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How Context Shapes The Authority Of International Courts, Karen J. Alter, Laurence R. Helfer, Mikael Rask Madsen 2016 Duke Law School

How Context Shapes The Authority Of International Courts, Karen J. Alter, Laurence R. Helfer, Mikael Rask Madsen

Faculty Scholarship

This article provides a novel and provocative framework to assess the varied authority of international courts (ICs). We generate practicable metric that assesses de facto IC authority according to a conjunctive standard — the recognition of an obligation to comply with IC rulings, and the engagement in meaningful actions that push toward giving full effect to IC rulings. We then identify five possible types of IC authority — no authority in fact, narrow, intermediate, extensive, and public authority — that correspond to the different audiences for IC rulings. The goal of this metric is to help the contributors to a symposium on ICs ...


After Myriad: Reconsidering The Incentives For Innovation In The Biotech Industry, Daniel K. Yarbrough 2015 University of Michigan

After Myriad: Reconsidering The Incentives For Innovation In The Biotech Industry, Daniel K. Yarbrough

Michigan Telecommunications and Technology Law Review

35 U.S.C. § 101 allows a patent for “any new and useful process, machine, manufacture, or composition of matter, or any new and useful improvement thereof.” Recently, the Supreme Court issued several key decisions affecting the doctrine of patentable subject matter under § 101. Starting with Bilski v. Kappos (2011), and continuing with Mayo Collaborative Services, Inc. v. Prometheus Laboratories (2012), Association for Molecular Pathology v. Myriad Genetics (2013) and, most recently, Alice Corporation Pty. Ltd. v. CLS Bank International (2014), every year has brought another major change to the way in which the Court assesses patentability. In Myriad, the ...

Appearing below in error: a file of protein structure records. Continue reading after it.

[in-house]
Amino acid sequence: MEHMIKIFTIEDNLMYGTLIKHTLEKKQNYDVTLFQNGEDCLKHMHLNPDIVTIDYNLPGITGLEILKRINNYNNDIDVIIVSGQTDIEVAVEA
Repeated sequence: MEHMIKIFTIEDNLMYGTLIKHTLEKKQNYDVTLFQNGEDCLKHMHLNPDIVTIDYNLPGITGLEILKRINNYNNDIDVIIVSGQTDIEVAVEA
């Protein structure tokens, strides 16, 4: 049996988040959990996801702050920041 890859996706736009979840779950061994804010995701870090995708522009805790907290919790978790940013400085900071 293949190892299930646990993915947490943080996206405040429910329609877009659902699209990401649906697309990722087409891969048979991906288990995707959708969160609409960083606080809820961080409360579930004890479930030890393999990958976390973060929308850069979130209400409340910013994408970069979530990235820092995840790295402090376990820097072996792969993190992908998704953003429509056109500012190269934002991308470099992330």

A Material World: Using Trademark Law To Override Copyright's First Sale Rule For Imported Copies, Mary LaFrance 2015 William S. Boyd School of Law, UNLV

A Material World: Using Trademark Law To Override Copyright's First Sale Rule For Imported Copies, Mary Lafrance

Michigan Telecommunications and Technology Law Review

When the Supreme Court held that the first sale rule of copyright law permits the unauthorized importation and domestic sale of lawfully made copies of copyrighted works, regardless of where those copies were made, copyright owners lost much of their ability to engage in territorial price discrimination. Publishers, film and record producers, and software and videogame makers could no longer use copyright law to prevent the importation and domestic resale of gray market copies, and therefore could no longer protect their domestic distributors against competition from cheaper imported copies. However, many of these copyright owners can take advantage of a ...


District Courts Versus The Usitc: Considering Exclusionary Relief For F/Rand-Encumbered Standard-Essential Patents, Helen H. Ji 2015 University of Michigan

District Courts Versus The Usitc: Considering Exclusionary Relief For F/Rand-Encumbered Standard-Essential Patents, Helen H. Ji

Michigan Telecommunications and Technology Law Review